10. Verkman, A. S. Development and biological applications of chloride-sensitive fluorescent indicators. Am. J. Physiol. 259, C375–C388 (1990).

    CAS  Article  Google Scholar 

  11. Biwersi, J., Tulk, B. & Verkman, A. S. Long-wavelength chloride-sensitive fluorescent indicators. Anal. Biochem. 219, 139–143 (1994).

    CAS  Article  Google Scholar 

  12. Geddes, C. D. Optical halide sensing using fluorescence quenching: theory, simulations and applications—a review. Meas. Sci. Technol. 12, R53 (2001).

    CAS  Article  Google Scholar 

  13. Sonawane, N. D. & Verkman, A. S. Determinants of [Cl] in recycling and late endosomes and Golgi complex measured using fluorescent ligands. J. Cell Biol. 160, 1129–1138 (2003).

    CAS  Article  Google Scholar 

  14. Bhatia, D., Sharma, S. & Krishnan, Y. Synthetic, biofunctional nucleic acid-based molecular devices. Curr. Opin. Biotechnol. 22, 475–484 (2011).

    CAS  Article  Google Scholar 

  15. Krishnan, Y. & Bathe, M. Designer nucleic acids to probe and program the cell. Trends Cell Biol. 22, 624–633 (2012).

    CAS  Article  Google Scholar 

  16. Modi, S. et al. A DNA nanomachine that maps spatial and temporal pH changes inside living cells. Nature Nanotech. 4, 325–330 (2009).

    CAS  Article  Google Scholar 

  17. Modi, S., Nizak, C., Surana, S., Halder, S. & Krishnan, Y. Two DNA nanomachines map pH changes along intersecting endocytic pathways inside the same cell. Nature Nanotech. 8, 459–467 (2013).

    CAS  Article  Google Scholar 

  18. Bhatia, D. et al. Icosahedral DNA nanocapsules by modular assembly. Angew. Chem. Int. Ed. 48, 4134–4137 (2009).

    CAS  Article  Google Scholar 

  19. Lee, H. et al. Molecularly self-assembled nucleic acid nanoparticles for targeted in vivo siRNA delivery. Nature Nanotech. 7, 389–393 (2012).

    CAS  Article  Google Scholar 

  20. Surana, S., Bhat, J. M., Koushika, S. P. & Krishnan, Y. An autonomous DNA nanomachine maps spatiotemporal pH changes in a multicellular living organism. Nature Commun. 2, 340 (2011).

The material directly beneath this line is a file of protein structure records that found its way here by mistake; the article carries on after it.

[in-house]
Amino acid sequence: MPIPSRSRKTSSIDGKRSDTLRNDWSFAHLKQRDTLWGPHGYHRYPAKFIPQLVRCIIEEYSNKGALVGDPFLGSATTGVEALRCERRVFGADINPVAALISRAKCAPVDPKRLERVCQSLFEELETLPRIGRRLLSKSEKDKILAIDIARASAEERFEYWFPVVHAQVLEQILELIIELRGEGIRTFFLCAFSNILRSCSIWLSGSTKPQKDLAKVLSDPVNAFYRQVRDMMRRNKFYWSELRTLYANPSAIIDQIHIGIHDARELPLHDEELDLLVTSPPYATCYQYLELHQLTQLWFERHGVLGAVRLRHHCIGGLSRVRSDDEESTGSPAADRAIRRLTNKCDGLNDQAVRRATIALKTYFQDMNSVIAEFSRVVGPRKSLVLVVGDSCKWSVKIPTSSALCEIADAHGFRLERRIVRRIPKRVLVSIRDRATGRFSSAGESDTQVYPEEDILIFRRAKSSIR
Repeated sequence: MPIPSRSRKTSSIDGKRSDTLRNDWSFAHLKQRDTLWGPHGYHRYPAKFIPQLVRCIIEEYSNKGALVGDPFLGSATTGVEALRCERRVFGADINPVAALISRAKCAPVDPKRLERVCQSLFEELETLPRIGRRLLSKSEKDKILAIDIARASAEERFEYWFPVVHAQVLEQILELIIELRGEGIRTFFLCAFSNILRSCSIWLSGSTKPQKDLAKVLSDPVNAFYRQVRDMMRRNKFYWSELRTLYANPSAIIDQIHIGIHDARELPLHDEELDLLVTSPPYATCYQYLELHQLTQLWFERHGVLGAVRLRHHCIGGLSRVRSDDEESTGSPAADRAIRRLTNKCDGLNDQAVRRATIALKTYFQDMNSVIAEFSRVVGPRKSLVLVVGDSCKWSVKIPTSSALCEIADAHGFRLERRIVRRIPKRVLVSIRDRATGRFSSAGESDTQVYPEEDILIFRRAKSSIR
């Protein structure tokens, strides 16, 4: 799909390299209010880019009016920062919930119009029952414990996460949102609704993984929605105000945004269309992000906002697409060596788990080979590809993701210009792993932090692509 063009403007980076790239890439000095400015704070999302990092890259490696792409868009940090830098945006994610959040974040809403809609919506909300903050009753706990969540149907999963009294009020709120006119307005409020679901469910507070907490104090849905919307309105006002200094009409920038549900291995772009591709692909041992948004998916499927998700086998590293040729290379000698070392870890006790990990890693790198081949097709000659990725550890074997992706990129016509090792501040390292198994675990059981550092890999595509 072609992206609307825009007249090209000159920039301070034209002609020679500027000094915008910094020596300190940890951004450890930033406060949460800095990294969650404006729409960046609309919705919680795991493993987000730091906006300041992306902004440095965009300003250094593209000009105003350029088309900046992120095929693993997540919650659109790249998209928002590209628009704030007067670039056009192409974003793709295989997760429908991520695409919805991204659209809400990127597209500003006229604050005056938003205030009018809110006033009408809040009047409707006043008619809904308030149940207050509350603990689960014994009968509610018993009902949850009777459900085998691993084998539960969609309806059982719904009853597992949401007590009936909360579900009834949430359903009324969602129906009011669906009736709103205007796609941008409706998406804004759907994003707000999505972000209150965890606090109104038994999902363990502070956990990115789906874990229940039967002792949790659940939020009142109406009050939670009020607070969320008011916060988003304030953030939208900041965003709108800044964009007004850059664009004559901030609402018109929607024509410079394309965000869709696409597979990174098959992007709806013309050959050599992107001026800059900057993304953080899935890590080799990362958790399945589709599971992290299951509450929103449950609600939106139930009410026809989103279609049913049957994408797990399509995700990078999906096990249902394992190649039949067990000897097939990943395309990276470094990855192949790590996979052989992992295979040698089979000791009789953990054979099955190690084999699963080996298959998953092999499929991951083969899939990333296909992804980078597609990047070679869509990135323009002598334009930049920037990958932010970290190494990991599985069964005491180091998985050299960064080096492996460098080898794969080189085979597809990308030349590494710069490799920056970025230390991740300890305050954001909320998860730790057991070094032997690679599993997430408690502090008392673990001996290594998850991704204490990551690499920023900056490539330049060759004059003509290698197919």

Article  Google Scholar 

  21. Modi, S., Halder, S., Nizak, C. & Krishnan, Y. Recombinant antibody mediated delivery of organelle-specific DNA pH sensors along endocytic pathways. Nanoscale 6, 1144–1152 (2014).

    CAS  Article  Google Scholar 

  22. Wilner, S. E. et al. An RNA alternative to human transferrin: a new tool for targeting human cells. Mol. Ther. Nucleic Acids 1, e21 (2012).

    Article  Google Scholar 

  23. Guha, A., Sriram, V., Krishnan, K. S. & Mayor, S. Shibire mutations reveal distinct dynamin-independent and -dependent endocytic pathways in primary cultures of Drosophila hemocytes. J. Cell Sci. 116, 3373–3386 (2003).

    CAS  Article  Google Scholar 

  24. Mayle, K. M., Le, A. M. & Kamei, D. T. The intracellular trafficking pathway of transferrin. Biochim. Biophys. Acta 1820, 264–281 (2012).

    CAS  Article  Google Scholar 

  25. Bhatia, D., Surana, S., Chakraborty, S., Koushika, S. P. & Krishnan, Y. A synthetic icosahedral DNA-based host–cargo complex for functional in vivo imaging. Nature Commun. 2, 339 (2011).

    Article  Google Scholar 

  26. Huotari, J. & Helenius, A. Endosome maturation. EMBO J. 30, 3481–3500 (2011).

    CAS  Article  Google Scholar 

  27. Gupta, G. D. et al. Analysis of endocytic pathways in Drosophila cells reveals a conserved role for GBF1 in internalization via GEECs. PLoS ONE 4, e6768 (2009).

    Article  Google Scholar 

  28. Krapf, R., Berry, C. A. & Verkman, A. S. Estimation of intracellular chloride activity in isolated perfused rabbit proximal convoluted tubules using a fluorescent indicator. Biophys J. 53, 955–962 (1988).

    CAS  Article  Google Scholar 

  29. Weinert, S. et al. Lysosomal pathology and osteopetrosis upon loss of H+-driven lysosomal Cl accumulation. Science 328, 1401–1403 (2010).

    CAS  Article  Google Scholar 

  30. Hara-Chikuma, M. et al. ClC-3 chloride channels facilitate endosomal acidification and chloride accumulation. J. Biol. Chem. 280, 1241–1247 (2005).